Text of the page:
Veteran Bay Street economist David Rosenberg said the Bank of Canada isn’t out of options when it comes to bringing the sky-high loonie back to Earth.

In an interview Wednesday, Rosenberg, the chief economist and strategist at Rosenberg Research and Associates, said that while there’s little room to clip the loonie’s wings through rate cuts, the central bank could use more unconventional monetary policy measures to assert some control over the dollar.

“I don’t think there’s capacity to cut interest rates from where they are right now, and especially without creating destabilizing conditions in the money market, broadly speaking,” he said. “But they could actually expand their balance sheet, and that would take some pressure off the Canadian dollar by easing policy through quantitative easing.”

Quantitative easing typically lowers a currency’s relative valuation against its peers by increasing the total money supply in the system. The Bank of Canada is currently buying $4 billion worth of government bonds per month through its quantitative easing program, down from $5 billion a month earlier in the pandemic.

That strength in the Canadian dollar has not escaped the watchful eye of Bank of Canada Governor Tiff Macklem, who warned Wednesday that further appreciation could present downside risks to his economic projections as an expensive dollar limits Canada’s export competitiveness.

The Bank of Canada expects the loonie will remain near the 78 cent U.S. level over its forecast horizon, up from the 76 cent projection made in October.

While competitiveness concerns persist, Rosenberg said the knock-on effects of a weak U.S. dollar and improving global growth expectations on commodity prices could soften the blow to Canada’s export economy.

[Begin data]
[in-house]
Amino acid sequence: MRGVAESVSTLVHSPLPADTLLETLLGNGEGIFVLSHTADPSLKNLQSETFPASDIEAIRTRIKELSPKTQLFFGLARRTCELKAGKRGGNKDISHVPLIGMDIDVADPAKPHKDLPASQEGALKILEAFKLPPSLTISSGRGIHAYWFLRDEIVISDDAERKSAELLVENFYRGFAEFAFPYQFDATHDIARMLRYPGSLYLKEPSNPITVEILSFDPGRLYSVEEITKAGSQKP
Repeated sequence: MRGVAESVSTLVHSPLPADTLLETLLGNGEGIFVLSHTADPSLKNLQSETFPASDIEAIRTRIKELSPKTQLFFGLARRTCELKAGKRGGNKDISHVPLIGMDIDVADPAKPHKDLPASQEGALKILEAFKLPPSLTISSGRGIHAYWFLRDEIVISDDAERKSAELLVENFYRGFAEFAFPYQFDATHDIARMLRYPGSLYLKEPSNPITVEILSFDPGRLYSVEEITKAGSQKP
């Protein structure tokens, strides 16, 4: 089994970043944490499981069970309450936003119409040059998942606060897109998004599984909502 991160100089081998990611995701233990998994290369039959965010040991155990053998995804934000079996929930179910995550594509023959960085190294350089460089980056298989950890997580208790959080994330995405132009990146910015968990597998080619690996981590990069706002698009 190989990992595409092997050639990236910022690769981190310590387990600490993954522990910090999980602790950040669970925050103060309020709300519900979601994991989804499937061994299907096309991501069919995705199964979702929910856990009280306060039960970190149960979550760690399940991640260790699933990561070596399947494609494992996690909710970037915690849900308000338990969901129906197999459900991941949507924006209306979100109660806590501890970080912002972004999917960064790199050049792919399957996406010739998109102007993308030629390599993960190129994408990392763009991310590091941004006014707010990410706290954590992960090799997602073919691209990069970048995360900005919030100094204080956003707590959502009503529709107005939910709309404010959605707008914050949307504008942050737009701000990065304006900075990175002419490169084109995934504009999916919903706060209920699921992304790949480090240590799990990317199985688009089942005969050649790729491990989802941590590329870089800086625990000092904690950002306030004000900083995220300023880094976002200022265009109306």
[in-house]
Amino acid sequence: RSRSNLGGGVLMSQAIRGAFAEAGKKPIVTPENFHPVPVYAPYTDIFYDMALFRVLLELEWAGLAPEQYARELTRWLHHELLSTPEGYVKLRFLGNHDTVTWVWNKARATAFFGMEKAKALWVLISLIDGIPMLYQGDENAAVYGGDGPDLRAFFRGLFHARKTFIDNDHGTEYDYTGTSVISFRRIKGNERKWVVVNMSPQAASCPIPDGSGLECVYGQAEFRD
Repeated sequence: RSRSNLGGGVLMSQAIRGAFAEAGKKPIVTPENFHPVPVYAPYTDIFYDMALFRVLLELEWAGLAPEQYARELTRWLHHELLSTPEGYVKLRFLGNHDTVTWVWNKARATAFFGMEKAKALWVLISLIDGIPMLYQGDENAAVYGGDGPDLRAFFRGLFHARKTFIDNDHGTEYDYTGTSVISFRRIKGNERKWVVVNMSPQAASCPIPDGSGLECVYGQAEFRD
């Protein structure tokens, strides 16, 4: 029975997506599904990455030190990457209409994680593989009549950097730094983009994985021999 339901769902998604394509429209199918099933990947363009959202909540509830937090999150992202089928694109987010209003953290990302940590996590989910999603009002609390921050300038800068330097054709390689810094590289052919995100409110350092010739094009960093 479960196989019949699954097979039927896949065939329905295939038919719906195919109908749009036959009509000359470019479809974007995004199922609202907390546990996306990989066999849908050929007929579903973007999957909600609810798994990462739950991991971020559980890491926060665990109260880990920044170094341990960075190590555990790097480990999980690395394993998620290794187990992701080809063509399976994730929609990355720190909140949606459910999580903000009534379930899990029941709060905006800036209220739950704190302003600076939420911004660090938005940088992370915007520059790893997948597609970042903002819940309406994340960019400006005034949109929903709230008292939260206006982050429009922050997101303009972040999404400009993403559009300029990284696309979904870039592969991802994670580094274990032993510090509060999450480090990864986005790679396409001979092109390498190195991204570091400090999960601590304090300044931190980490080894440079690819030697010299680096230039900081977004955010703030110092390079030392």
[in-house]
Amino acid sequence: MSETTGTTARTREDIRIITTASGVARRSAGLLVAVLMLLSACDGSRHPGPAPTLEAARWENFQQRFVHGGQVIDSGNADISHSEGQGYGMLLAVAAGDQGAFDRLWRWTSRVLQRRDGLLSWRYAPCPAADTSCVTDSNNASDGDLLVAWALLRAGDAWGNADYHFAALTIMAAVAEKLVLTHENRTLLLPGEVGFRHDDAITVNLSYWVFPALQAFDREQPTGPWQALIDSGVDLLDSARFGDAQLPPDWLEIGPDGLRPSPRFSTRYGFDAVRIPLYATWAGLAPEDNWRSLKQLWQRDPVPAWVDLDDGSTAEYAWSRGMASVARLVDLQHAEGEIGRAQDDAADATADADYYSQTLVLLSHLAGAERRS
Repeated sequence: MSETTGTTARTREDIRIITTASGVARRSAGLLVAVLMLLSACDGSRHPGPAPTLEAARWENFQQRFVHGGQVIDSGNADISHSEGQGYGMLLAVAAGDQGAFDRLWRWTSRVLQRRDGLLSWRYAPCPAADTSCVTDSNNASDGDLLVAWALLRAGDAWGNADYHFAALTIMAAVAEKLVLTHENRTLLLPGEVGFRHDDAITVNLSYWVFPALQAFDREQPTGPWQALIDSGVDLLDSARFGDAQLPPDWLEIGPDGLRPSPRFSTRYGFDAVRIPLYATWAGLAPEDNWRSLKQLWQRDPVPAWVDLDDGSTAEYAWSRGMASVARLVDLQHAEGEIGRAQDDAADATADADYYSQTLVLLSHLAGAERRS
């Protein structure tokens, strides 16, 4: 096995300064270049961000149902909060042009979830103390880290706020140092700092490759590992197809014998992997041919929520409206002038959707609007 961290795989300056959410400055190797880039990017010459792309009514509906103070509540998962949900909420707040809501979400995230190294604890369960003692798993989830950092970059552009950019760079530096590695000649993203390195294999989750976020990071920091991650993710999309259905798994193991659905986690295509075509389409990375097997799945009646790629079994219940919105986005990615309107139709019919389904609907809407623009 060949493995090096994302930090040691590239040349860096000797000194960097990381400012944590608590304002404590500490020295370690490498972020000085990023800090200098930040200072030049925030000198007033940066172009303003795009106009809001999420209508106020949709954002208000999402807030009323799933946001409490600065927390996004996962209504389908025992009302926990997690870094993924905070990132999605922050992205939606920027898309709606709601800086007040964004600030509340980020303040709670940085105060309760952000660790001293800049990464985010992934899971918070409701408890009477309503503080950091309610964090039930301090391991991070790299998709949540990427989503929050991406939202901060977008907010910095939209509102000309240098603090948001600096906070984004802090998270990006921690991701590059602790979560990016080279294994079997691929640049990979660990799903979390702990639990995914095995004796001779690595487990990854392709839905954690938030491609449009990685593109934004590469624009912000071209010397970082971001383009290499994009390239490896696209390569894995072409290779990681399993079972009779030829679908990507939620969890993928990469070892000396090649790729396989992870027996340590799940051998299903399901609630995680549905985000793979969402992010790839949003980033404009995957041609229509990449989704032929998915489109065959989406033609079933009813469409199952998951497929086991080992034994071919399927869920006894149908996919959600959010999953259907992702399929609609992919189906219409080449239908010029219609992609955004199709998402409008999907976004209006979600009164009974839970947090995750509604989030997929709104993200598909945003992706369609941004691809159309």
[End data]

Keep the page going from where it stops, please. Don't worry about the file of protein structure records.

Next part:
“I’m a little curious about Tiff’s comments, because when you read the [Bank of Canada Monetary Policy Report] you see that the bank is actually quite bullish on global growth,” he said.

“Well, if you’re bullish on the world economy, you’re ipso facto saying ‘I’m bullish on commodities,’ because commodities have that relationship with GDP growth. If commodity prices go up, the Canadian dollar is probably going to appreciate, and there’s nothing really wrong with that.”

Rosenberg said the strength of the Canadian dollar ultimately cannot be viewed in a vacuum, and that the underlying reasons behind how the loonie trades trumps any concerns over absolute levels.

“It depends on what drives the Canadian dollar up. There could be reasons – and it could still be commodity prices – that doesn’t cause any real negative competitive impacts on the economy of the Canadian economy going up, because the resource sector is doing better due to global growth,” he said.

“If the bank gets concerned about it, well, there’s not much they can do on rates. Even a token small, few basis-point decline [in interest rates] is not going to do anything to the Canadian dollar.”